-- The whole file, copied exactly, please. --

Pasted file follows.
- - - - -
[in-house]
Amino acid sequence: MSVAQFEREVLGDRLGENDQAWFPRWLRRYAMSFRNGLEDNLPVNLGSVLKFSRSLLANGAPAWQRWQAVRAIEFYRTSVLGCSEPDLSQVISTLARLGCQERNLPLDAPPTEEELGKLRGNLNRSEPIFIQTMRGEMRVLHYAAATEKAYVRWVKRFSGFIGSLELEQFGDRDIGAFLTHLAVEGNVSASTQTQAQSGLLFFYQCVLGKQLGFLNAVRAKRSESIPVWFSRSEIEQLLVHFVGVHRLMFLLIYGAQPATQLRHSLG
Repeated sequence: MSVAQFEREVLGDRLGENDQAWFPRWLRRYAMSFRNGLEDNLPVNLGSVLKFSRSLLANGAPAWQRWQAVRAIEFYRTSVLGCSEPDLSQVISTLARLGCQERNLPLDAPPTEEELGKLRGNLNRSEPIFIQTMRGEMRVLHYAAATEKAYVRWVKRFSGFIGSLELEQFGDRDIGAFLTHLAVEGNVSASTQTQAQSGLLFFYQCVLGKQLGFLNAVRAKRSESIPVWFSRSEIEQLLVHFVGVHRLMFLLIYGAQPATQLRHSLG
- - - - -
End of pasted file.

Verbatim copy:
[in-house]
Amino acid sequence: MSVAQFEREVLGDRLGENDQAWFPRWLRRYAMSFRNGLEDNLPVNLGSVLKFSRSLLANGAPAWQRWQAVRAIEFYRTSVLGCSEPDLSQVISTLARLGCQERNLPLDAPPTEEELGKLRGNLNRSEPIFIQTMRGEMRVLHYAAATEKAYVRWVKRFSGFIGSLELEQFGDRDIGAFLTHLAVEGNVSASTQTQAQSGLLFFYQCVLGKQLGFLNAVRAKRSESIPVWFSRSEIEQLLVHFVGVHRLMFLLIYGAQPATQLRHSLG
Repeated sequence: MSVAQFEREVLGDRLGENDQAWFPRWLRRYAMSFRNGLEDNLPVNLGSVLKFSRSLLANGAPAWQRWQAVRAIEFYRTSVLGCSEPDLSQVISTLARLGCQERNLPLDAPPTEEELGKLRGNLNRSEPIFIQTMRGEMRVLHYAAATEKAYVRWVKRFSGFIGSLELEQFGDRDIGAFLTHLAVEGNVSASTQTQAQSGLLFFYQCVLGKQLGFLNAVRAKRSESIPVWFSRSEIEQLLVHFVGVHRLMFLLIYGAQPATQLRHSLG